The shame of the Keep America Connected Pledge was that it had to be voluntary because the FCC destroyed its ability to regulate ISPs in any way. The FCC has no tools left in the regulatory quiver to deal with the pandemic after it killed Title II regulation of broadband.

I find it irksome to watch an industry that completely won the regulatory battle keep acting like it is under siege. The big ISP lobbyists won completely and got the FCC to neuter itself, and yet the big ISPs miss no opportunity to keep making the same false claims they used to win the regulation fight.

It’s fairly obvious that the big ISPs are already positioning themselves to fight off the time when the regulatory pendulum swings the other way. History has shown us that monopoly overreach always leads to a reaction from the public that demands stronger regulation. It’s in the nature of all monopolies to fight against regulation – but you’d think the ISP industry could come up with something new rather than to repeat the same lame arguments they’ve been making for the last decade about how overregulation is killing them.

Putting COVID-19 Traffic Growth into Perspective

Nokia Deepfield is another company that works in the background on the web and that analyzes data traffic patters for the big ISPs. Their June 4 report on web traffic reports about the same thing we’re hearing from most large ISPs – that the volume of web traffic suddenly shot up since the onset of the pandemic.

Nokia Deepfield says that the increase in traffic has settled in at about a 25% increase over pre-COVID levels. The most important aspect of the increase has been that almost all of the increases have been during the daytime, including on weekends. Networks have not seen any surge (or decrease) in the evening busy hour traffic.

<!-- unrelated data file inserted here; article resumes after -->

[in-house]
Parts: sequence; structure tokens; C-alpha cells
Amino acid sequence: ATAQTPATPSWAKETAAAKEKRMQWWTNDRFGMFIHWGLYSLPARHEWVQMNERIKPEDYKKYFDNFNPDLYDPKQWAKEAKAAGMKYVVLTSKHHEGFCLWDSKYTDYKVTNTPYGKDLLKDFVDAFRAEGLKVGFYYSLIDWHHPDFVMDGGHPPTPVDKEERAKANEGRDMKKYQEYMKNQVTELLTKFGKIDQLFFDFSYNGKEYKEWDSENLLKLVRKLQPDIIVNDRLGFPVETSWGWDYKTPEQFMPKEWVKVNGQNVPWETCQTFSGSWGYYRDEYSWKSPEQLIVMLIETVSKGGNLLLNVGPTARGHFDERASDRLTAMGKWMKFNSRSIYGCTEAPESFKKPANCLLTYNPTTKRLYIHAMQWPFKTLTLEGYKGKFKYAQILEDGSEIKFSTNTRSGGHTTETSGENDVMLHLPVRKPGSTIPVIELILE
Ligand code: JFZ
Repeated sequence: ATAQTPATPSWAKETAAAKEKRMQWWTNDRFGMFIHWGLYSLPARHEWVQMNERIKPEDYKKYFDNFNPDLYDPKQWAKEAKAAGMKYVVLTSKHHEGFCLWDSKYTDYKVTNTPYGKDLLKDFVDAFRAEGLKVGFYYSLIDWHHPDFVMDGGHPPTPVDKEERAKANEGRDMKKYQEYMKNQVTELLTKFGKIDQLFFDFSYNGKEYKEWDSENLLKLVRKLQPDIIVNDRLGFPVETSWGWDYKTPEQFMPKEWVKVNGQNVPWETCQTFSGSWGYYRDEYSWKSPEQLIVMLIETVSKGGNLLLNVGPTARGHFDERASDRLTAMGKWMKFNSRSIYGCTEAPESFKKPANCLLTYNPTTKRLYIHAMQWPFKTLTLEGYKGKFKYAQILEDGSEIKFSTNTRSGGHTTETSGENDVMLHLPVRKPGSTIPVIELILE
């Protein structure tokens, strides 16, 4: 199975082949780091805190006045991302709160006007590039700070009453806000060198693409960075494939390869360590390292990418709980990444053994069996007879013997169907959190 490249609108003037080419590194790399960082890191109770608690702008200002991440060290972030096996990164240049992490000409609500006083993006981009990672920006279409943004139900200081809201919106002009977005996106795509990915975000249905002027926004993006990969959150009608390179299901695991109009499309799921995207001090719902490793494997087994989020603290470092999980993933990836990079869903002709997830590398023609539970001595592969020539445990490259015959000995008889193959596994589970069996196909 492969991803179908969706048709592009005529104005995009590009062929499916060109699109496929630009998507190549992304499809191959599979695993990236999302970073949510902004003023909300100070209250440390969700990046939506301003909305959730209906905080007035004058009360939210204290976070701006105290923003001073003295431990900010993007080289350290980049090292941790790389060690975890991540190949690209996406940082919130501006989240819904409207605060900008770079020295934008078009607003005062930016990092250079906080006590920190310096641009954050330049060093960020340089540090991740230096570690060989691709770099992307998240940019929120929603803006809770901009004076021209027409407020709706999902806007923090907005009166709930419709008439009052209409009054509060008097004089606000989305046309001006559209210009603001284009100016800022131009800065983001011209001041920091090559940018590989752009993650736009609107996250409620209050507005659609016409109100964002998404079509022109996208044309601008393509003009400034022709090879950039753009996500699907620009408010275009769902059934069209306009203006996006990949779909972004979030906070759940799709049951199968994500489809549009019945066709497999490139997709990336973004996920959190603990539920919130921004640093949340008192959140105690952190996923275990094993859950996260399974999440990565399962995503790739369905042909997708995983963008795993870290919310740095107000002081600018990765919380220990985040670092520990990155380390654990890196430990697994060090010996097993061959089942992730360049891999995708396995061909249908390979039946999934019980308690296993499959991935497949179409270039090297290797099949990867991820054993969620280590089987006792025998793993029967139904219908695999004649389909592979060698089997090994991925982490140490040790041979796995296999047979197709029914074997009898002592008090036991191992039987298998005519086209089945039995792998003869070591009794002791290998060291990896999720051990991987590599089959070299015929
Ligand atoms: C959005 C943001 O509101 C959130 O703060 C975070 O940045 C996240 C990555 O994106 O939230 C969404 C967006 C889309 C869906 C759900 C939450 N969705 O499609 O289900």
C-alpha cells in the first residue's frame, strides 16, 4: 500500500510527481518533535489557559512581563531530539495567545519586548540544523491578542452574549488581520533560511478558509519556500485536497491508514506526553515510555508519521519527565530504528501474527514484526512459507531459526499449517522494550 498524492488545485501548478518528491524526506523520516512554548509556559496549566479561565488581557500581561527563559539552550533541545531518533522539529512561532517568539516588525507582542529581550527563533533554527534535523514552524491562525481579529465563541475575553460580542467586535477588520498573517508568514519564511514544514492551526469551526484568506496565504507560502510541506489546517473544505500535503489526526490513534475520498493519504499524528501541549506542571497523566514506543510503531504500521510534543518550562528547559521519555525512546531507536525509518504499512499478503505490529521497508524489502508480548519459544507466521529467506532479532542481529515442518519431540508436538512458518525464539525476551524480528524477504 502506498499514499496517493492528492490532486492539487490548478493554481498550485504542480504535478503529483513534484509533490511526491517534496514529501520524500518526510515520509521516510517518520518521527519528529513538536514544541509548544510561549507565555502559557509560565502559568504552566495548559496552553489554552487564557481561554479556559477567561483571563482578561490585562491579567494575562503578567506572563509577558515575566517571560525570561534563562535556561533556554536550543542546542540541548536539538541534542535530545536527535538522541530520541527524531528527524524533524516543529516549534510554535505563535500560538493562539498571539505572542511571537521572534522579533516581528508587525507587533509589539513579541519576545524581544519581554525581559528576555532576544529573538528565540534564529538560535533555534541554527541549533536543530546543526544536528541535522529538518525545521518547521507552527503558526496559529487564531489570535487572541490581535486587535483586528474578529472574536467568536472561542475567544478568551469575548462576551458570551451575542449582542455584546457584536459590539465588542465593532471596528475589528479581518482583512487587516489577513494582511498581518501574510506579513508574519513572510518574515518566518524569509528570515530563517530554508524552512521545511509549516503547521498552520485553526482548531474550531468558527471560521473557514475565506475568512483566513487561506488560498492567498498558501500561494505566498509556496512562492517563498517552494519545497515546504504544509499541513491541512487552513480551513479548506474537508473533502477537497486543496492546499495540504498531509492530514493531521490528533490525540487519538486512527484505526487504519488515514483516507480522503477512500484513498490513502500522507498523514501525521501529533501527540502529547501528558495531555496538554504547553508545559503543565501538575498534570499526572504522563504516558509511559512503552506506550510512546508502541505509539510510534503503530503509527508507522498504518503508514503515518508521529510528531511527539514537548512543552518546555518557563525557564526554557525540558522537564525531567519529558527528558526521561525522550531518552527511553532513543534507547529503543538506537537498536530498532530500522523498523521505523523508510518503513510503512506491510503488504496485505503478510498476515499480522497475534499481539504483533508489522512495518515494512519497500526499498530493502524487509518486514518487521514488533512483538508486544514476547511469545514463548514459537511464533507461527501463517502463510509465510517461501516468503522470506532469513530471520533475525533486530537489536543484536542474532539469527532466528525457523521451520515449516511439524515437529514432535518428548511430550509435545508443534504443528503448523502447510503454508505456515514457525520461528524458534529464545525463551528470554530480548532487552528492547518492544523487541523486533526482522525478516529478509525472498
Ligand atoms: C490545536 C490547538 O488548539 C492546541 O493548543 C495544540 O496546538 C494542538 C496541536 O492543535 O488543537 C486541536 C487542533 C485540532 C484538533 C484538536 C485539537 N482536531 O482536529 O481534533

To people who don’t follow the industry, those increases likely sound astronomical. Any other businesses would find a sudden 25% increase in business to be an extraordinary event. Imagine the impact of a sudden and sustained 25% increase in customer demand at a coffee shop, a bank, or a drug store. A business would have to scramble to increase inventory and staff to keep up with the new demand.

But in the world of ISPs this kind of growth is a lot less astounding. Cisco has been reporting for years that residential web traffic has been growing by 21% annually and business broadband by 24%. The ISP industry just absorbed in a single month the growth that would have normally been expected for all of 2020 – but any ISP worth their salt was already braced for this kind of growth this year.

It’s probably hard for the average person to digest that fact that the ISP industry has been coping with this kind of sustained growth for decades. If an ISP makes an expensive investment to double network capacity they’ll see the newly-created capacity filled within three or four years. ISP network engineers face a never-ending task of staying a step ahead of constant and relentless broadband growth.

It’s also worth noting that the growth due to COVID was less dramatic than the industry press might make you believe. Networks are engineered to satisfy the demands at the busy hour – those times of the day when networks are the busiest. During the rest of the day much of the network sits idle since the data pipes aren’t as full. The business hour for residential neighborhoods has been the evenings when homes watch video. Almost all of the growth from COVID came during the workday as students and employees worked from home. For most ISPs, the busy hour is still the evenings, and so there has been far less than a 25% increase in busy-hour demand. Most network should have been able to absorb this burst in growth.